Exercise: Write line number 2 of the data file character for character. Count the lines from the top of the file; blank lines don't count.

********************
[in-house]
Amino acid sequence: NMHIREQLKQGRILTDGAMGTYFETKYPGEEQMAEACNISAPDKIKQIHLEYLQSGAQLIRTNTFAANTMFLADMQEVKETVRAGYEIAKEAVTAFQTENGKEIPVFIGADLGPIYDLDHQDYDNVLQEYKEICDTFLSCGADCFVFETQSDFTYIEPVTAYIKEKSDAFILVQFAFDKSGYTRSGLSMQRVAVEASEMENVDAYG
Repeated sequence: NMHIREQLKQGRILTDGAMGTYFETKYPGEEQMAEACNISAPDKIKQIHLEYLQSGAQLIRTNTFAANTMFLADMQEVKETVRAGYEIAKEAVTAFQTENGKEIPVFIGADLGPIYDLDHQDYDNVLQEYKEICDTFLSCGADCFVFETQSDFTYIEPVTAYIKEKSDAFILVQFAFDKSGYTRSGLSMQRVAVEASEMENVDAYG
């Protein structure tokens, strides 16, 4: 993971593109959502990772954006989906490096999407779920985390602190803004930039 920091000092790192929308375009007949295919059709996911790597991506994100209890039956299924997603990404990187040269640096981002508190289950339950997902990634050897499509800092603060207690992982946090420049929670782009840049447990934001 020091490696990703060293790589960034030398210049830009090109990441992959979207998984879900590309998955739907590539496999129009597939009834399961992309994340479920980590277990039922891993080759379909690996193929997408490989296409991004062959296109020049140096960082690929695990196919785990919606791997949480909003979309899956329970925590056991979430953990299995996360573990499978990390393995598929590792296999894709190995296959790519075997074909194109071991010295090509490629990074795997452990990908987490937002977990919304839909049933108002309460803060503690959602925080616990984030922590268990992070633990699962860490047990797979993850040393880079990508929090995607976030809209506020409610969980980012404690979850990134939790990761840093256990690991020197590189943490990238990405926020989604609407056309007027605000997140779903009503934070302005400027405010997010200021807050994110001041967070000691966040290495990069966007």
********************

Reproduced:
Amino acid sequence: NMHIREQLKQGRILTDGAMGTYFETKYPGEEQMAEACNISAPDKIKQIHLEYLQSGAQLIRTNTFAANTMFLADMQEVKETVRAGYEIAKEAVTAFQTENGKEIPVFIGADLGPIYDLDHQDYDNVLQEYKEICDTFLSCGADCFVFETQSDFTYIEPVTAYIKEKSDAFILVQFAFDKSGYTRSGLSMQRVAVEASEMENVDAYG